"O Christian workers, my heart is high with hope. The dark horizon is blooming into the morning of which the prophets spoke, and of which poets have dreamed, and of which painters have sketched. The mountains will kiss the morning radiant and effulgent, and all the waves of the sea will become the crystal keys of a great organ, on which the fingers of everlasting joy shall play the grand march of a world redeemed." (T. De Witt Talmage, 1832-1902)

Talmage was a "Wordsmith". What a way to start the day!

Thursday, November 13, 2008

The “Right” Thing

It is extremely hard for me to fathom that anyone, let alone a candidate for the Presidency of the United States of America, could say these words regarding a teen pregnancy: "if they make a mistake, I don't want them punished with a baby", thereby advocating the killing of human life, i.e. the baby, for the sake of convenience.

How long does one have to stop and think about that statement before the realization hits one square in the face..just who it is that is being punished for the mistake in the scenario above. Have we, as a civilized society, gone so far down that slippery slope that the abuse of a puppy dog garners more public sympathy than taking the life of an innocent infant in the safety of his mother’s womb? Is this really a "right" thing, that one person has over another person? Don’t we still "...hold these truths to be self evident....." I would hope and pray that the young women in our land that make that mistake would do the "right" thing. That is our only hope. Our efforts and prayers and focus should be toward the Juno’s of our society for the immediate future. For those who didn’t do the "right" thing...know that God has provided forgiveness by His marvelous grace through faith in the One who has given His life a ransom for many...even our Lord Jesus Christ.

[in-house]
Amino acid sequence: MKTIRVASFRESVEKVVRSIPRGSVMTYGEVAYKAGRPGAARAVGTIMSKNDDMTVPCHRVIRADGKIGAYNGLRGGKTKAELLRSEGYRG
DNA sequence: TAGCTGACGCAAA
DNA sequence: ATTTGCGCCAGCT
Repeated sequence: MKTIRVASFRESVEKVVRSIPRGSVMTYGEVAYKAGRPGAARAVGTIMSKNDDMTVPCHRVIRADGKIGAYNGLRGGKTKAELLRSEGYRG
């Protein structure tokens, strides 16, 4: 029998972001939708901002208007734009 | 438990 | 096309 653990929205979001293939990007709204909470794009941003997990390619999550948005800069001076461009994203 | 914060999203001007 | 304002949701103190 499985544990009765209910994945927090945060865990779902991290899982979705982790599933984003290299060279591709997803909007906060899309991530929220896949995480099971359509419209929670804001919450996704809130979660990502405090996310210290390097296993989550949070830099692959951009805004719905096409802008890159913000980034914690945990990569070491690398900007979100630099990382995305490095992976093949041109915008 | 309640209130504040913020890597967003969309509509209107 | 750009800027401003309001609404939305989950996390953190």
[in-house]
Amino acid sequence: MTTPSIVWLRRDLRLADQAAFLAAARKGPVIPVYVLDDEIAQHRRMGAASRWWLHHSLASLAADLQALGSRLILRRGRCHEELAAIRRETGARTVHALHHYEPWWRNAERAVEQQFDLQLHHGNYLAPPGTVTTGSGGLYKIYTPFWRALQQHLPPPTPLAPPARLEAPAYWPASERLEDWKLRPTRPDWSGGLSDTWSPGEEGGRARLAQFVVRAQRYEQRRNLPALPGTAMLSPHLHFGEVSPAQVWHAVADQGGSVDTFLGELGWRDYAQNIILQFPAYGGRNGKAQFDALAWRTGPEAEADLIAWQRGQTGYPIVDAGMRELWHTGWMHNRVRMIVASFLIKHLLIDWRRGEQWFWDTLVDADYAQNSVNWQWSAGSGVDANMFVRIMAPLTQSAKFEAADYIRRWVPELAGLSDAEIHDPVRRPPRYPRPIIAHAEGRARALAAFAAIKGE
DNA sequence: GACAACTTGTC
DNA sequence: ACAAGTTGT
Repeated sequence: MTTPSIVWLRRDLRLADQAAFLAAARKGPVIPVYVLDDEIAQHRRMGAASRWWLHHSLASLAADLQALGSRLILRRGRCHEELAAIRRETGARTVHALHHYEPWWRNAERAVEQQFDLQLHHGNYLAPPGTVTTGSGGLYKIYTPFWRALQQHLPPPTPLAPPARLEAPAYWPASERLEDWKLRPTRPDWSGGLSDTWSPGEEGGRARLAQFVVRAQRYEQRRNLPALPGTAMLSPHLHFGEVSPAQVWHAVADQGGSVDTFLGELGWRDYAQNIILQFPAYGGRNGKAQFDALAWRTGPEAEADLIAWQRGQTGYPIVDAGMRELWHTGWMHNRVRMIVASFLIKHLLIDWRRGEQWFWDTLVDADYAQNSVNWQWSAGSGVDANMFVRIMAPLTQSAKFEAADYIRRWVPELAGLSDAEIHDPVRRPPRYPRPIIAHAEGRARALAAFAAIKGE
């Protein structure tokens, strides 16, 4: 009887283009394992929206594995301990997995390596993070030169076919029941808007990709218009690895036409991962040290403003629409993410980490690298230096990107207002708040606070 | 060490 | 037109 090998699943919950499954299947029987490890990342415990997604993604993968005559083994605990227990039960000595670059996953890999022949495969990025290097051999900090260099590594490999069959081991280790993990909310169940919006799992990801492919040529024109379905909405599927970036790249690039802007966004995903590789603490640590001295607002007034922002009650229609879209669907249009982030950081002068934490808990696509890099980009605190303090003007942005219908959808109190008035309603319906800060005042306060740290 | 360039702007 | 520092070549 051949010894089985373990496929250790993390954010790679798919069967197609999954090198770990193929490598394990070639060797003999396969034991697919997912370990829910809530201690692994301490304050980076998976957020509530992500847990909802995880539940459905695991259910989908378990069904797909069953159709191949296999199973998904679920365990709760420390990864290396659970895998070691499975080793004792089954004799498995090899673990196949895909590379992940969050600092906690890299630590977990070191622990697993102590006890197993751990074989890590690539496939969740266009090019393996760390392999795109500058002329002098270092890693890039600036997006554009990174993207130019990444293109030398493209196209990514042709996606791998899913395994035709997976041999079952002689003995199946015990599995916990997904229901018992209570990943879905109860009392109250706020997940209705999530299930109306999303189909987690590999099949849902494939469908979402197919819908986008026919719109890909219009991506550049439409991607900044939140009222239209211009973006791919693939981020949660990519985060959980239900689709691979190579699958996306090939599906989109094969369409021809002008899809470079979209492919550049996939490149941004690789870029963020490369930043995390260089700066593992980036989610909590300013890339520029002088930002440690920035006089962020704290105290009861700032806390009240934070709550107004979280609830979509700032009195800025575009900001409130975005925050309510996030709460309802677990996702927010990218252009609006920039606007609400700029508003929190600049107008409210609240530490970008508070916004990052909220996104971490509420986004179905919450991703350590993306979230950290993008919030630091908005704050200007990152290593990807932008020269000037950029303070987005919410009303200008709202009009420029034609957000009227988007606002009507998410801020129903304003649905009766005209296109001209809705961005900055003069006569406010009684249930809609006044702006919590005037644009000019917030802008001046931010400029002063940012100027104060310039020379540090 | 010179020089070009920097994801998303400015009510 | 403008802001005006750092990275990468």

Thursday, November 6, 2008

Providence or Blind Luck?

"Set the brake on the lead boxcar on track 23, Van", shouted the foreman. During my 2-1/2 year stint as a railroad trainman, I had set the brakes on hundreds of cars. This night was different. It was the middle of winter, midnight shift, six inches of fresh snow on the ground and my mind was somewhere other than the Santa Fe Rail Yard in Argentine, Ks.

I carelessly scurried up the ladder on the end of the boxcar to attempt to get to the platform where the brake could be set. I reached out for the top rung after letting go of the previous rung with my other hand. I grabbed a handful of air. I missed the top rung and my other hand had already released the rung below. Can you picture it? Now, I am going to give you the scenario as it should have played out from this point. The ladder on a boxcar goes up the full height of the car. This is somewhere between 11’ and 15’ off the ground. Since my right hand had missed the top rung my body should have fallen straight backwards onto the steel rail below which is perpendicular to the ladder. My head should have hit first in the center of this iron rail, probably crushing the skull. I weighed approximately 180 lb at the time and the force from a 15’ fall probably should have killed me instantly upon hitting the rail below.

So, what did happen? From my vantagepoint, upside down in mid air, I don’t really know how it happened..but here’s what did happen. I either gave a little push to the left, as I was falling...or God...? I ended up doing a perfect back dive from the top of the 15’ ladder of this box car..head first and hit the small ski jump area that identifies most all railroad tracks. Tracks are built up on a mound and I hit this mound perfectly as though it were a small ski jump. Six inches of fresh snow cushioned my fall. I slid to a halt about 6 feet from the rail totally uninjured. Not even the wind knocked out of me. My lantern, which was held in my left hand, went flying. The Engineer later told me he had never seen a trainman give a signal quite like the one he saw that night. He and the other co-workers came running to me. I was fine!. I finished the eight hour shift....and 50 years later still wonder what happened during that fall.

Providence or blind luck? We know, don’t we? "My times are in Thy hands:.." (Ps 31:15)

(Argentine Rail Yard)